potential impact of LightSquared’s proposed terrestrial operations on Global Positioning System services and stating
that no mitigation strategy could alleviate concerns about potential interference), available at
http://go.usa.gov/gQZj.
9 Letter from House Energy and Commerce Committee Federal Spectrum Working Group to Lawrence Strickling,
Assistant Secretary of Commerce for Communications at 1 (July 10, 2012), available at http://go.usa.gov/gQ5d.

The Act also required the FCC to establish a Do-Not-Call registry for telephone numbers
used by Public Safety Answering Points (PSAPs) and to prohibit the use of automatic dialing
equipment to contact registered numbers. Congress recognized that when Americans call 911, it
is vital that they reach emergency personnel quickly. Public safety lines can’t be tied up with
non-emergency calls, and those who staff Public Safety Answering Points (PSAPs) can’t be
diverted by such calls. I am pleased that the Commission adopted rules on October 17, 2012 to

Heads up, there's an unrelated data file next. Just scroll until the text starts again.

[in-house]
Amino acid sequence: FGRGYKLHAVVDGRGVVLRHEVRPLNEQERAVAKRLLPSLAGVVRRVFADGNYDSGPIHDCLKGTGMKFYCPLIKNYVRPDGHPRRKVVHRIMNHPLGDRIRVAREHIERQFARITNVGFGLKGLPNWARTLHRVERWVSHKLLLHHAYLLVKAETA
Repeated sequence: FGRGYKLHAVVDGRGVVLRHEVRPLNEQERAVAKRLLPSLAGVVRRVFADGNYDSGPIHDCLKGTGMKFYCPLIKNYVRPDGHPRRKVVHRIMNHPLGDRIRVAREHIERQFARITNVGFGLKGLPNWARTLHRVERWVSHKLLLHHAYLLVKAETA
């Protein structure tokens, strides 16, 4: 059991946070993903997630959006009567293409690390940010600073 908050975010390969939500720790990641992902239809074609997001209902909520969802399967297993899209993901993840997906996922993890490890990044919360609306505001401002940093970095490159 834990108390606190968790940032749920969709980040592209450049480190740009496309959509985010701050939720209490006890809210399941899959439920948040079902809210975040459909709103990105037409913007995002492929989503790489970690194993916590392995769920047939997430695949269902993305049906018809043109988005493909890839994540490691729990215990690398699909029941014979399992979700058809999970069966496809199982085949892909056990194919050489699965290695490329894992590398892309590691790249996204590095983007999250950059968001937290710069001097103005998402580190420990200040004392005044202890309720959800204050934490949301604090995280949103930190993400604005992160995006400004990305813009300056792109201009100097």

allow for the creation of the PSAP Do-Not-Call registry. Our rules provide effective protection
for public safety while at the same time minimizing the compliance burdens on those who
operate automatic dialing equipment.
* * *
The Spectrum Act gave the Federal Communications Commission some very challenging
tasks. But if we accomplish them, our nation’s commercial and public safety communications
capabilities will improve dramatically. Chairman Walden, Ranking Member Eshoo, and
Members of the Subcommittee, I thank you again for holding this important hearing. I look
forward to listening to your views, answering your questions, and continuing to work with you
and your staff to implement this landmark legislation.